• Benzyl alcohol and derivatives: Some dosage forms may contain benzyl alcohol; large amounts of benzyl alcohol (≥99 mg/kg/day) have been associated with a potentially fatal toxicity (“gasping syndrome”) in neonates; the “gasping syndrome” consists of metabolic acidosis, respiratory distress, gasping respirations, CNS dysfunction (including convulsions, intracranial hemorrhage), hypotension and cardiovascular collapse (AAP ["Inactive" 1997]; CDC 1982); some data suggests that benzoate displaces bilirubin from protein binding sites (Ahlfors 2001); avoid or use dosage forms containing benzyl alcohol with caution in neonates. See manufacturer’s labeling.

• Polysorbate 80: Some dosage forms may contain polysorbate 80 (also known as Tweens). Hypersensitivity reactions, usually a delayed reaction, have been reported following exposure to pharmaceutical products containing polysorbate 80 in certain individuals (Isaksson 2002; Lucente 2000; Shelley 1995). Thrombocytopenia, ascites, pulmonary deterioration, and renal and hepatic failure have been reported in premature neonates after receiving parenteral products containing polysorbate 80 (Alade 1986; CDC 1984). See manufacturer’s labeling.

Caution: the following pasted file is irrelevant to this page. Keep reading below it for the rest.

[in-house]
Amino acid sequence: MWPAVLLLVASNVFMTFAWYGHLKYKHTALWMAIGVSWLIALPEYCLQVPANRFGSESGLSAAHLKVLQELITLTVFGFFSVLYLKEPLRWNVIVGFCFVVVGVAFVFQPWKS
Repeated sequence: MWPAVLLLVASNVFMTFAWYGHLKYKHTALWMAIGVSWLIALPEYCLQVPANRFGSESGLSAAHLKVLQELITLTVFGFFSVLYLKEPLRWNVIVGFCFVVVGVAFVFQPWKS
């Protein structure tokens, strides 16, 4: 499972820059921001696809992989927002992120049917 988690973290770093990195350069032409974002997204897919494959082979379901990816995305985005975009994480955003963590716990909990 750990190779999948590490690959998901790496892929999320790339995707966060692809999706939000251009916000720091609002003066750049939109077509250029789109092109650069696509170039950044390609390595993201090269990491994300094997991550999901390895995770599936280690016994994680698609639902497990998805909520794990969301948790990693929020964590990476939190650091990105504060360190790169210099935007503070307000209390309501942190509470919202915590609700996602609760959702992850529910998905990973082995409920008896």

Other warnings/precautions:

• Appropriate use:

- Oncology: The American Society of Clinical Oncology (ASCO) and American Society of Hematology (ASH) 2010 updates to the clinical practice guidelines for the use of ESAs in patients with cancer indicate that ESAs are appropriate when used according to the parameters identified within the Food and Drug Administration (FDA) approved labeling for epoetin and darbepoetin afla (Rizzo 2010). ESAs are an option for chemotherapy associated anemia when the hemoglobin has fallen to <10 g/dL to decrease the need for RBC transfusions. ESAs should only be used in conjunction with concurrent chemotherapy. Although the FDA label now limits ESA use to the palliative setting, the ASCO/ASH guidelines suggest using clinical judgment in weighing risks versus benefits as formal outcomes studies of ESA use defined by intent of chemotherapy treatment have not been conducted.